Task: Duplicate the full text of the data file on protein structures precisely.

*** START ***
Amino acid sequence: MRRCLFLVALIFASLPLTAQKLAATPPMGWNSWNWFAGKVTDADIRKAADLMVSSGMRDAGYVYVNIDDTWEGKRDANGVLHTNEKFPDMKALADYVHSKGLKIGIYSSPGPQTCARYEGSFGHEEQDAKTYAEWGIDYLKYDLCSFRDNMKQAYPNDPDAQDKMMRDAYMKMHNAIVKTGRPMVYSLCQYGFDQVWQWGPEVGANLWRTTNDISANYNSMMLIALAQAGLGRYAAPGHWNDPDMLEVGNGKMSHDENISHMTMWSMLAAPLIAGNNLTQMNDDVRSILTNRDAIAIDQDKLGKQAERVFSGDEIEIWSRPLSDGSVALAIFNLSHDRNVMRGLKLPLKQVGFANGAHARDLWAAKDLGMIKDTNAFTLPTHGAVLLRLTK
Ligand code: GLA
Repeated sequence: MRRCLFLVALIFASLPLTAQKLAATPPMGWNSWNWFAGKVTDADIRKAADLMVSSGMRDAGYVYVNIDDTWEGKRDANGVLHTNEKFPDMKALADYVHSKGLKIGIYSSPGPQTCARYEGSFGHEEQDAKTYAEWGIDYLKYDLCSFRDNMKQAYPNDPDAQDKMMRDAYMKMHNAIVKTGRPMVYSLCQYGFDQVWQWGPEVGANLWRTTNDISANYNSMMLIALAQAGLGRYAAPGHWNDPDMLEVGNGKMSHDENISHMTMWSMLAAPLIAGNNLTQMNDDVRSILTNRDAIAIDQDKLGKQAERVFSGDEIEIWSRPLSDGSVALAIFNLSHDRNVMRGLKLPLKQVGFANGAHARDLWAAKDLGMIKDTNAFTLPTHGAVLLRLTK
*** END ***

Amino acid sequence: MRRCLFLVALIFASLPLTAQKLAATPPMGWNSWNWFAGKVTDADIRKAADLMVSSGMRDAGYVYVNIDDTWEGKRDANGVLHTNEKFPDMKALADYVHSKGLKIGIYSSPGPQTCARYEGSFGHEEQDAKTYAEWGIDYLKYDLCSFRDNMKQAYPNDPDAQDKMMRDAYMKMHNAIVKTGRPMVYSLCQYGFDQVWQWGPEVGANLWRTTNDISANYNSMMLIALAQAGLGRYAAPGHWNDPDMLEVGNGKMSHDENISHMTMWSMLAAPLIAGNNLTQMNDDVRSILTNRDAIAIDQDKLGKQAERVFSGDEIEIWSRPLSDGSVALAIFNLSHDRNVMRGLKLPLKQVGFANGAHARDLWAAKDLGMIKDTNAFTLPTHGAVLLRLTK
Ligand code: GLA
Repeated sequence: MRRCLFLVALIFASLPLTAQKLAATPPMGWNSWNWFAGKVTDADIRKAADLMVSSGMRDAGYVYVNIDDTWEGKRDANGVLHTNEKFPDMKALADYVHSKGLKIGIYSSPGPQTCARYEGSFGHEEQDAKTYAEWGIDYLKYDLCSFRDNMKQAYPNDPDAQDKMMRDAYMKMHNAIVKTGRPMVYSLCQYGFDQVWQWGPEVGANLWRTTNDISANYNSMMLIALAQAGLGRYAAPGHWNDPDMLEVGNGKMSHDENISHMTMWSMLAAPLIAGNNLTQMNDDVRSILTNRDAIAIDQDKLGKQAERVFSGDEIEIWSRPLSDGSVALAIFNLSHDRNVMRGLKLPLKQVGFANGAHARDLWAAKDLGMIKDTNAFTLPTHGAVLLRLTK